One of the best things about being done with my own book is that it has afforded me time to start reading books for pleasure once again (except for, ahem, my reading of the Hunger Games series last winter…). The first book that I picked up after submitting my final manuscript was Running With the Kenyans by Adharanand Finn (disclosure: this book was a media copy provided free of charge by Random House).
Running With the Kenyans is a book that I had been looking forward to reading for quite some time. I was familiar with Finn’s work through a series of articles he wrote for The Guardian on running in Kenya, some of which I excerpted in my own book. His description of kid’s racing barefoot in Kenya was of particular personal interest.
The book is essentially the story of how Finn, a guy about my own age, decides to move with his family to the town of Iten, Kenya for six months to train and live among the best distance runners in the world. His motivations are many: to experience an adventure with his family, to take another crack at improving his running performance by training with the best, and to see if he could uncover some of the “secrets” that make the Kenyan runners so darned good at what they do.
There’s a lot to like about this book. Being a fairly self-competitive runner and a father of young kids, I could identify with Finn on an individual level, and the personal story struck a chord with me. Part travelogue, part running book, Running with the Kenyans is well written and a fast read – it’s a book that I had a hard time putting down. One of the things I enjoyed most about the book is that it gives a glimpse into the lives and personalities of the athletes that win most of the major distance races around the world. Included among the cast of characters are several runners who will be competing in the London Olympics in just over a month – it’s hard to read this book and not want to take a trip to Kenya to see these amazing individuals run the Thursday fartlek in Iten!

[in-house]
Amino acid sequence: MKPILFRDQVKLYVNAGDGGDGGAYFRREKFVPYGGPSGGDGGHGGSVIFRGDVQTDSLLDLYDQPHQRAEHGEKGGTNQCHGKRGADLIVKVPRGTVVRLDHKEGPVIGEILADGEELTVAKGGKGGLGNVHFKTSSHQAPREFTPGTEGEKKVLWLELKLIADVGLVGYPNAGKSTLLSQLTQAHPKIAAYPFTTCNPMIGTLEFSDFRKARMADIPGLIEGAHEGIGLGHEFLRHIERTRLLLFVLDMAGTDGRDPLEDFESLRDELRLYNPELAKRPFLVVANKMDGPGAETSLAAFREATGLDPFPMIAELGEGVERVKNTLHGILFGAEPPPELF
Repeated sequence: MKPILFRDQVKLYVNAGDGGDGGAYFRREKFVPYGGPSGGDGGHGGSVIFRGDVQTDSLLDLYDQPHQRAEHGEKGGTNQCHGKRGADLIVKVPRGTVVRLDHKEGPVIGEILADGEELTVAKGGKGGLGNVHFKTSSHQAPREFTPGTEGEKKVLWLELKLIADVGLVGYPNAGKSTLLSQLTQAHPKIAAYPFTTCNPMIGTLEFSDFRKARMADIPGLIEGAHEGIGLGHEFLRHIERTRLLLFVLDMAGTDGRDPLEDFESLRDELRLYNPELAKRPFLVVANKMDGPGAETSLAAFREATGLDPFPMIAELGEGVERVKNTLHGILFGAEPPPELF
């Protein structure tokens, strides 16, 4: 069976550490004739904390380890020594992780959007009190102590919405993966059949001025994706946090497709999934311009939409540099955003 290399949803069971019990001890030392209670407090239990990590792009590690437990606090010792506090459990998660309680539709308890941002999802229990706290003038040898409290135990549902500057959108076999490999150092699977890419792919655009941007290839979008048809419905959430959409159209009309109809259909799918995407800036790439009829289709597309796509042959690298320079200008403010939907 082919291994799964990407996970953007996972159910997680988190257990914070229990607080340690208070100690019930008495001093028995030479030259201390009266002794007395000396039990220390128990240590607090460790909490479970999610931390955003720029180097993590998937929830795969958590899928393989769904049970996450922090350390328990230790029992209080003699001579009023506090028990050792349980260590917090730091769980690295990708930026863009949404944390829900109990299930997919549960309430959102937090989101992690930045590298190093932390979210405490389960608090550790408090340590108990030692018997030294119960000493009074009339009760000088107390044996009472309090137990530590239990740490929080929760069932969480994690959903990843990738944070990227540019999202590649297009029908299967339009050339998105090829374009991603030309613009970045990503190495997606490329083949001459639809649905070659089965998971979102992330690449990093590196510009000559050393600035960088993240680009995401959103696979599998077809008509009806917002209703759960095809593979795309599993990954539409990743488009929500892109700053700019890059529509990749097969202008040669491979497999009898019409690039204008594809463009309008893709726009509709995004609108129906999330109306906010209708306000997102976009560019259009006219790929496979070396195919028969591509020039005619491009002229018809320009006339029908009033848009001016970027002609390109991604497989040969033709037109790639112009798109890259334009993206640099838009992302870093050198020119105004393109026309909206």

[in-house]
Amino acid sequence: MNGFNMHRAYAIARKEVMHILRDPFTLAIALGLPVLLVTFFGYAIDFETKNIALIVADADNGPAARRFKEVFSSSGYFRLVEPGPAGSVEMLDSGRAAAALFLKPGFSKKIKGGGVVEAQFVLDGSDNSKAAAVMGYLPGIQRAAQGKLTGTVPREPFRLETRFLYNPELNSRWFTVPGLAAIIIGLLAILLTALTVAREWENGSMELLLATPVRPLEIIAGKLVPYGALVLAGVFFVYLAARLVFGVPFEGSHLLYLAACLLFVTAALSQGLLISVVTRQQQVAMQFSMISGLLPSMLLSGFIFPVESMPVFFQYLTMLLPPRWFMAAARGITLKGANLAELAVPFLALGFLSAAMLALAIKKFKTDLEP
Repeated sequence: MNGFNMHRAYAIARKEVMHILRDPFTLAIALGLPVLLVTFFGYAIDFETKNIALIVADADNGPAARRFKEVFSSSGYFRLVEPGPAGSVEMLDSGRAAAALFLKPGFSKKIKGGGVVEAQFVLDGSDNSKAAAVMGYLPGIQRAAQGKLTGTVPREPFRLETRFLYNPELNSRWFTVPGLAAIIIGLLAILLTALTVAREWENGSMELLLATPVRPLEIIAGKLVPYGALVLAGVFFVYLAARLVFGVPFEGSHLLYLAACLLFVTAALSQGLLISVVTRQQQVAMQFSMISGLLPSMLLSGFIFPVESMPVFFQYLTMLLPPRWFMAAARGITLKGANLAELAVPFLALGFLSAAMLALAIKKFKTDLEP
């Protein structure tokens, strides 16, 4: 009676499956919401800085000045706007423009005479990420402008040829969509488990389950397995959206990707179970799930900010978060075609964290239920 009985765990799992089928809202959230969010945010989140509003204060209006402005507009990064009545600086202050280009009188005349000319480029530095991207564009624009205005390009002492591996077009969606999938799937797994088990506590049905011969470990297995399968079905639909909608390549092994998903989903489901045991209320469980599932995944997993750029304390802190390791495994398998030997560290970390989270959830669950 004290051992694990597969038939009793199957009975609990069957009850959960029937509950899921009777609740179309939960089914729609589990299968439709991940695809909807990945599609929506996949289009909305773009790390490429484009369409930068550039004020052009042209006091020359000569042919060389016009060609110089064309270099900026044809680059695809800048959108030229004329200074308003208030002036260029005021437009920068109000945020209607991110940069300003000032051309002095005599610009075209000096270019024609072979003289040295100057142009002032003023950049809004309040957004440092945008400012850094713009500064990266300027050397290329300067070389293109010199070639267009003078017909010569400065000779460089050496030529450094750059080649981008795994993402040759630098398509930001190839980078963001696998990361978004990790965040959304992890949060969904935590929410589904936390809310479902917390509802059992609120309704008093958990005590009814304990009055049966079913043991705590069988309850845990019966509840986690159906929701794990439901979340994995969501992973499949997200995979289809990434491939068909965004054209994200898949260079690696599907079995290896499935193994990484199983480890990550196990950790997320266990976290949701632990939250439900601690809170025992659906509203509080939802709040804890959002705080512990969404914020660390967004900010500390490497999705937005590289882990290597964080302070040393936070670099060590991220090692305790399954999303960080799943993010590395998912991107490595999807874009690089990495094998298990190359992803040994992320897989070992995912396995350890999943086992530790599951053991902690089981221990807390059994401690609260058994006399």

What will make this book of particular interest to many runners is Finn’s dissection of the factors that make Kenyans such phenomenal runners. What you come away with after reading Running With the Kenyans is that there are a lot of things that contribute to Kenyan running prowess, and that it’s the mix of factors coming together in a single location that is more important than any individual factor on it’s own.
Among the factors that Finn thinks are critical are an active, physical upbringing (involving a lot of running to and from school), a drive and motivation to succeed because running is a way out of poverty and a life of farming, immersion in a culture where elite runners are worshipped and are figures of immense respect in communities, and many others which I won’t give away here.
I did want to share a brief excerpt that will be of interest to readers of this blog. At one point Finn asks Brother Colm, who coaches many of the young elites, including Olympian David Rudisha, about barefoot running and form – here’s is part of Colm’s response:
“In the West we put children in shoes before they can walk. What are we teaching them? We’re teaching them the ground is dangerous, that they need to be protected from it. But Kenyan children can feel the ground, so they have a better relationship with it. They learn to place their foot carefully when they run, so they don’t hurt themselves. They learn to land gently, lightly, gliding over the earth rather than pounding it.”
Colm goes on to describe how he works with the Kenyans on form, but I don’t want to give away all of the good stuff here, you’ll have to read the book. I will note, though, that Finn observed that all adult Kenyan runners wear shoes, it’s just the kids who tend to go barefoot.
One other excerpt that I found interesting is the following:
“It’s interesting to note that the runners here still get injured despite their barefoot upbringing, but the types of injuries they get are different. ‘I don’t see many impact injuries,’ the physiotherapist at Lornah’s camp tells me one day. These are common injuries in the West and are usually the most serious and debilitating; things like runner’s knee, shin splints, plantar fasciitis, and stress fractures. In my time in Kenya I haven’t met a single athlete suffering from any of these problems. If someone is injured, it is always something less serious, such as a tight hamstring or a pulled calf. Or a cut leg.”
Running With the Kenyan’s is full of interesting passages like this one, and if you find these topics interesting you will really enjoy this book. It’s near the top among running books that I have read, and I highly recommend that you pick up a copy.
Running With the Kenyans is available for sale at Amazon.com.